California startup Play-i has raised $8 million (£4.8 million) to bring code-teaching robots Bo and Yana to life.
The company had already crowdsourced $1 million (£600,000) late last year, garnering almost 11,000 pre-orders for the robots aimed at youngsters.
This time around, Play-i worked with investors Madrona Venture Group and Charles River Ventures to help "bring learning and play to millions of children around the world," Play-i's June Lin wrote in a blog post.
"Your contribution to our crowdfunding campaign will go directly towards bringing Bo and Yana to you. Building robots actually costs more than you might think."
The latest round of funding, according to Play-i, will be put toward hiring a team of engineers to build the robots' software platform, ensuring "hundreds of hours of play," Lin said.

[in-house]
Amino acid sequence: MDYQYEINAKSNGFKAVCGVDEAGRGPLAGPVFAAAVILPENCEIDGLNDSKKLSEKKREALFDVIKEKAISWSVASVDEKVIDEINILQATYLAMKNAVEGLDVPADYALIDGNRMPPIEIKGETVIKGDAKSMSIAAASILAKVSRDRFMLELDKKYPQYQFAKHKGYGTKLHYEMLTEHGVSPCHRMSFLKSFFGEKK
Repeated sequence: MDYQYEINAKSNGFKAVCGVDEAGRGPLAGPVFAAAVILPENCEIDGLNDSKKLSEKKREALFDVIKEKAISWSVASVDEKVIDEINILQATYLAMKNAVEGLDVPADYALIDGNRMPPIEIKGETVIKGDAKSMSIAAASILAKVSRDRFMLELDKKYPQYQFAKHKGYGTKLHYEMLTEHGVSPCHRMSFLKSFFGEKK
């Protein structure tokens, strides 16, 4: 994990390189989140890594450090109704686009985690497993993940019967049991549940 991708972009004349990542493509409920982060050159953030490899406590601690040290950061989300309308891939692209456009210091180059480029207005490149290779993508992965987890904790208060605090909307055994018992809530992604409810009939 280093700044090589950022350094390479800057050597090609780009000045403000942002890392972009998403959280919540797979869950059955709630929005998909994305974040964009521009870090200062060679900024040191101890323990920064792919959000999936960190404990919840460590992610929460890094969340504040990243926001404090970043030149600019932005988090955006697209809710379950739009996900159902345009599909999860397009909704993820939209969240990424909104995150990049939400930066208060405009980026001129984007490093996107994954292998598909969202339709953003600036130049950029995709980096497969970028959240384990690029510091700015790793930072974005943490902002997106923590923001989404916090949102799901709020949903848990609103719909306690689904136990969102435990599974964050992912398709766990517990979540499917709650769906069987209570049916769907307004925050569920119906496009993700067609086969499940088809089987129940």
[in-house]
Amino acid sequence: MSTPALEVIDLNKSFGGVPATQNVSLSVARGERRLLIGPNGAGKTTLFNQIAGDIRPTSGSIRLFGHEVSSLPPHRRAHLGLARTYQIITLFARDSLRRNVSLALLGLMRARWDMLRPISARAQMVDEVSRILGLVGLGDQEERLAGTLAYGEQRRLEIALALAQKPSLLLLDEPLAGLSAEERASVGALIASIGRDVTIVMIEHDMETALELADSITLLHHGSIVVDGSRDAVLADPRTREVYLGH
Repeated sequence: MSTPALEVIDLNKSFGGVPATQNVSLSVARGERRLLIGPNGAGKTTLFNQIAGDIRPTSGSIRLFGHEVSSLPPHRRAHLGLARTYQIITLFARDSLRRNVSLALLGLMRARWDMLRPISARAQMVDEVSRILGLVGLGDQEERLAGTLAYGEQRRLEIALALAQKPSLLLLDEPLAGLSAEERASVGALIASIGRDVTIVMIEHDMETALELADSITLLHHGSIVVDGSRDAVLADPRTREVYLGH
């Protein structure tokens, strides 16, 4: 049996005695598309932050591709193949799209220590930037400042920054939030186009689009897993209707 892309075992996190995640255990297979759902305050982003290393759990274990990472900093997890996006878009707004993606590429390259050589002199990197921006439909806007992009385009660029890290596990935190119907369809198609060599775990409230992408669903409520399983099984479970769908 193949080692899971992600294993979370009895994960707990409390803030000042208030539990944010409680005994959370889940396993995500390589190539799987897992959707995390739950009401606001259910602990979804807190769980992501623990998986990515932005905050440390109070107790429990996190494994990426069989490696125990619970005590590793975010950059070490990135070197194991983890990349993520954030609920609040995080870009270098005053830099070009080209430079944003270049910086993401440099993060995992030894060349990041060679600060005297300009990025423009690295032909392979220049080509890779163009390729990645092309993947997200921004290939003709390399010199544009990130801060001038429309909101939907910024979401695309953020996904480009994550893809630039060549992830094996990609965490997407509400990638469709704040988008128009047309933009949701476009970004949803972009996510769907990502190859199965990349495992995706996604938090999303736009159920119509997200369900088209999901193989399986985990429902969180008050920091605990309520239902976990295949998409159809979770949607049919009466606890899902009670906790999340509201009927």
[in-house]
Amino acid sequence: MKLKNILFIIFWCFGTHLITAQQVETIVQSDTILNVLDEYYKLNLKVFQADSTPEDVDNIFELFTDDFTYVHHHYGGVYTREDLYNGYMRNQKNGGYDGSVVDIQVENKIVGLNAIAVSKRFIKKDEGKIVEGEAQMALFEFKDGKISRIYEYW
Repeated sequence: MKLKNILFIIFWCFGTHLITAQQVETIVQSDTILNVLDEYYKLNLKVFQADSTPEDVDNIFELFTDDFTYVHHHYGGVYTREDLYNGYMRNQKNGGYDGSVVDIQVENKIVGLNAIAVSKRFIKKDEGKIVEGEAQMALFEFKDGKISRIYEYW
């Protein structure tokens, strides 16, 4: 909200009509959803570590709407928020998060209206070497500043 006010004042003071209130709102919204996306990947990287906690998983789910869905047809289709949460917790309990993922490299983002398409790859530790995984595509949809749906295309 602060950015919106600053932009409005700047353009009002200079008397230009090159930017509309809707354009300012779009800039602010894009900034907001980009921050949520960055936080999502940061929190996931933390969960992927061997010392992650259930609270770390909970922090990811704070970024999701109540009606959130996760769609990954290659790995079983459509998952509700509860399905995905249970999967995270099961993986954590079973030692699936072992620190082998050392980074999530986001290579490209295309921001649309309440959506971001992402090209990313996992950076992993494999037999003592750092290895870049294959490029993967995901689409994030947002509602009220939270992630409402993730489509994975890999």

Interested developers can apply to create apps for the robots online.
Bo and Yana burst onto the scene in October, with the hope that cute robots with colourful accessories could entice children to get excited about coding. Aimed at kids five years old and upwards, the play-based programming system combines music, stories, and animation to let users control Bo and Yana — blue-and-orange rolling robots with unique personalities and different coding needs.
Children gain direct access to the Scratch and Blockly programming libraries, which offers simple, preset code options to teach kids the basics before eventually writing their own code.
The robots connect via Bluetooth to a number of iOS-based devices, including the iPhone 4S and up, iPad Air, iPad 3, iPad mini, and the fifth-generation iPod touch. Check out Bo doing the Harlem Shake in the video above, created by students at Palo Alto High School in California.
Earlier this week, Raspberry Pi teamed up with Workshare to help teach kids how to code.